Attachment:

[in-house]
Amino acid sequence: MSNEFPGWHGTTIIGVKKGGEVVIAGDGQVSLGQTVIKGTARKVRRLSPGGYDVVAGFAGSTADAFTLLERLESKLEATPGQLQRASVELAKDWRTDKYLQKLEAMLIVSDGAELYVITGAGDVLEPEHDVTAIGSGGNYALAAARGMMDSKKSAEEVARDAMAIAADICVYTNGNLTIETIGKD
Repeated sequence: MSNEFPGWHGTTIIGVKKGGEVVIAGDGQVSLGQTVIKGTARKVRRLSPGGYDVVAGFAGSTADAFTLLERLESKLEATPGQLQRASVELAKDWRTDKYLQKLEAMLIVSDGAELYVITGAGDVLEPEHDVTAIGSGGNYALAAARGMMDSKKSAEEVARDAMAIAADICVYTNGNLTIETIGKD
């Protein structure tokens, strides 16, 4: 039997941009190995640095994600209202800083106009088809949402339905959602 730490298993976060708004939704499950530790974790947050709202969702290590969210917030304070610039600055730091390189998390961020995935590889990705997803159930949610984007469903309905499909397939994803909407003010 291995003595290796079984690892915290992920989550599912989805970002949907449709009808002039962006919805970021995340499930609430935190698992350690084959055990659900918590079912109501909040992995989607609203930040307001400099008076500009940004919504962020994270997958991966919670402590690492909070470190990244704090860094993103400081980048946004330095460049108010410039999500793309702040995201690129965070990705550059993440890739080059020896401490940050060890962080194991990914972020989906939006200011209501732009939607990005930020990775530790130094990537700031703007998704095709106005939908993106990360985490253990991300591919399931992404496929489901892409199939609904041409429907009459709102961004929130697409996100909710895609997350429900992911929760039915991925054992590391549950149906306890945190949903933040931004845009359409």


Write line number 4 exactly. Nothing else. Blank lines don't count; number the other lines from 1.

């Protein structure tokens, strides 16, 4: 039997941009190995640095994600209202800083106009088809949402339905959602 730490298993976060708004939704499950530790974790947050709202969702290590969210917030304070610039600055730091390189998390961020995935590889990705997803159930949610984007469903309905499909397939994803909407003010 291995003595290796079984690892915290992920989550599912989805970002949907449709009808002039962006919805970021995340499930609430935190698992350690084959055990659900918590079912109501909040992995989607609203930040307001400099008076500009940004919504962020994270997958991966919670402590690492909070470190990244704090860094993103400081980048946004330095460049108010410039999500793309702040995201690129965070990705550059993440890739080059020896401490940050060890962080194991990914972020989906939006200011209501732009939607990005930020990775530790130094990537700031703007998704095709106005939908993106990360985490253990991300591919399931992404496929489901892409199939609904041409429907009459709102961004929130697409996100909710895609997350429900992911929760039915991925054992590391549950149906306890945190949903933040931004845009359409």